Are you trying to survive Covid-19 like the rest of us? “Man versus wild” star Bear Grylls can teach us a thing or two about surviving! Unlike most boy scouts that are taught to be prepared and hope for the best, Bear Grylls is different. (And, it is not just because he drinks his own urine on television. Ewww!). Above all else, he trusts his instincts in the moment. This is his Adaptability® on the balcony!
Bear is known for saying, “the line between life and death is determined by what we are willing to do.” By focusing only on the action in the present moment, he quells any anxiety for the future (ex: If I do this, I won’t be able to do that.) or depression from the past (ex: If only I did this, I would not be here). He takes things one step at a time. He does this frequently in the wild, but I have also witnessed it in everyday life.
Once on a live radio show, Bear alienated his well-prepared host by bringing a guest and changing the previously planned conversation. Bear said he was spending the day with a pediatric cancer patient and thought how great it would be to include this young hero into the greater conversation on heroism. That’s his Adaptability®! He is going with the flow. But, for others that prefer structure and do not handle sudden change well, like people with executing talents of Deliberative®, Consistency®, or Discipline®, this could be an assault to a script or plan they spent days preparing. Does this classic clash of structure v. flexibility ring a bell for anyone? Sometimes, depending on our talents, this clash between structure and flexibility can even happen within our own minds.
Considering the new normal of quarantine, Adaptability® could be the most helpful or most harmful talent to have. It just needs to be channeled the right way. On the balcony, it could help you adjust to a new at-home work setting well. But because you live in the moment and respond instantly to environment, it could be also very distracting and difficult if you have tiny children or roommates running around while you are trying to work. Your energy will be divided to all the things happening then and there. If you are experiencing this Adaptability® basement, my tip is to set up a work time and space that will prepare your whole life for success. Since you are so flexible, don’t worry about conforming to typical work expectations. Find what works for you. Perhaps 1-hour work stretches with intermittent 30-minute breaks is what you need. If so, then advocate for it! It might mean a longer work day, but it could also give you more life balance by affording daytime to exercise, eat, and check in with family. Life balance is essential to work productivity for you, so go for it!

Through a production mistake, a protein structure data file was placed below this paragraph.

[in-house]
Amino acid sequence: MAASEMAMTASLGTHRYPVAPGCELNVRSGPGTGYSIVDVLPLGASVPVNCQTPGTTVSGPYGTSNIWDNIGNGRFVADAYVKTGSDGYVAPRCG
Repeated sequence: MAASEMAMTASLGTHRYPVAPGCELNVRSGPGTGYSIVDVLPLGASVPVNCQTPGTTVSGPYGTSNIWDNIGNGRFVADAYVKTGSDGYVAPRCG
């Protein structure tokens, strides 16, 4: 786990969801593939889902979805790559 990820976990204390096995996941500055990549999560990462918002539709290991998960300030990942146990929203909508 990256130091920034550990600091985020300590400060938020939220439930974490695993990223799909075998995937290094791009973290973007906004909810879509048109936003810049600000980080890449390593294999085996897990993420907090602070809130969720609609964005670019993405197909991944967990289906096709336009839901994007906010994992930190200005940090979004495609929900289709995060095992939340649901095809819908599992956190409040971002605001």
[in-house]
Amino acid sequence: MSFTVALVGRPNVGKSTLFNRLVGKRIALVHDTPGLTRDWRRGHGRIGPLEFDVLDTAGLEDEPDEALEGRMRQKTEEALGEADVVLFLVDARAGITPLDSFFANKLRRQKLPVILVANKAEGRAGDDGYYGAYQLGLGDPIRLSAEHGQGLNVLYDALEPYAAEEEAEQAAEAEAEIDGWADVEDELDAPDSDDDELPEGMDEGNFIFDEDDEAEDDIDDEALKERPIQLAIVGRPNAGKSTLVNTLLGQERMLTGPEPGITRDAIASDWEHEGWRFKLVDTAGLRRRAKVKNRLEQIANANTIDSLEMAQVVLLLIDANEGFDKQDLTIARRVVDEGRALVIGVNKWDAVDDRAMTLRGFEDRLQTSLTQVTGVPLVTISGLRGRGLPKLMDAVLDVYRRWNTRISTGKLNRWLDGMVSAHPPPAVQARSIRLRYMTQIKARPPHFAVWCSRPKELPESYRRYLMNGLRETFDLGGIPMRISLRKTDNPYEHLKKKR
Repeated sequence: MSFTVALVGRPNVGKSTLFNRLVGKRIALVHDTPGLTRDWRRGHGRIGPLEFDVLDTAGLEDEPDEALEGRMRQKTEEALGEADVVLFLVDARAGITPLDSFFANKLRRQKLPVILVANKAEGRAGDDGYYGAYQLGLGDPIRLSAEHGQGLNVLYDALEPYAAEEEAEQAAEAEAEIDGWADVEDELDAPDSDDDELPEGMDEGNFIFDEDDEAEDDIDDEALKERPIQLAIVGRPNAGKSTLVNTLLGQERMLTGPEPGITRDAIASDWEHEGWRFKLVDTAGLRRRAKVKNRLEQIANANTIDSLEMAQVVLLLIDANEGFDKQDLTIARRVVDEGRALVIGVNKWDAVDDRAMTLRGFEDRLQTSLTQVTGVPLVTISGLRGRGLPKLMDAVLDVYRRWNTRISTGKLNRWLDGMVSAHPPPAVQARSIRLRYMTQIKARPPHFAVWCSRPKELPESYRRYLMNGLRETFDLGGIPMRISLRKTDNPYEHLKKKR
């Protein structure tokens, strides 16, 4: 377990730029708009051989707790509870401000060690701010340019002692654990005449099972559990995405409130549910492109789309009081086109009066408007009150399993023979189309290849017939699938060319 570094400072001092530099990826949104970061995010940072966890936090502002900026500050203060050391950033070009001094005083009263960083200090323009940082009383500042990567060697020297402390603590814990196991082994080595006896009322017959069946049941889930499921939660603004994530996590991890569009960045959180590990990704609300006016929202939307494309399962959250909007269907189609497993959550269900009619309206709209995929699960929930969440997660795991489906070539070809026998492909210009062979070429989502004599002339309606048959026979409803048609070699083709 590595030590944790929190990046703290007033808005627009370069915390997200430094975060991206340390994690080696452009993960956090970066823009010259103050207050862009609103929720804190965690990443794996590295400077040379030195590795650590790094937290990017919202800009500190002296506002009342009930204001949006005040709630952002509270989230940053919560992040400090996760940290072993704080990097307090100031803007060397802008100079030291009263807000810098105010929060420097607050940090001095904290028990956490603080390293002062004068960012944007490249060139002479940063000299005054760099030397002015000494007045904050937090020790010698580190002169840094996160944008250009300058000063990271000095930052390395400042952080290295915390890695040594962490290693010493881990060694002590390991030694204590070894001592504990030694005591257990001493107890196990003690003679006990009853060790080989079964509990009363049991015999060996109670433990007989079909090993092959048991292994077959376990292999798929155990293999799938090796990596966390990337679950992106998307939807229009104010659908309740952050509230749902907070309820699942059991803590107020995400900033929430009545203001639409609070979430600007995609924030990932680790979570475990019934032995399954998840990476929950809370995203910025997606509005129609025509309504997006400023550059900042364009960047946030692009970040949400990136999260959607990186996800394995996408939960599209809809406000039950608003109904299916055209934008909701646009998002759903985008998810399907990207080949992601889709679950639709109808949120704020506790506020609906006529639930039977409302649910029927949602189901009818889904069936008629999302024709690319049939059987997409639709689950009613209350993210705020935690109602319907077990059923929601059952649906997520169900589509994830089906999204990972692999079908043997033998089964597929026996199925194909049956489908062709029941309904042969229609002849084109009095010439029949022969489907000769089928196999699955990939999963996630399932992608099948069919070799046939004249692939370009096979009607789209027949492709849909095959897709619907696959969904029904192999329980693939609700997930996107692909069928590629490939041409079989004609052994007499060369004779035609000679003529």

Are you someone that wants to adapt to your new normal but aren’t high in Adaptability®? Don’t stress! There are lots of you. The wrong way to go about this would be trying to all of the sudden be adaptable. That does not work to your talents, and can be like putting a round peg in a square hole. Married to someone with Adaptability® at 34, I know this all too well to be true. Sudden changes will always be a pet peeve for him. Instead, get creative with your top 10 talents. For instance, my husband is high in Strategic®. When a change occurs, if he can take a moment, return to the drawing board, and develop a new game plan, he can adapt well.
Learning about ourselves and our own strengths can empower us to best respond to any situation… or be adaptable. Find what works for you and try it out!
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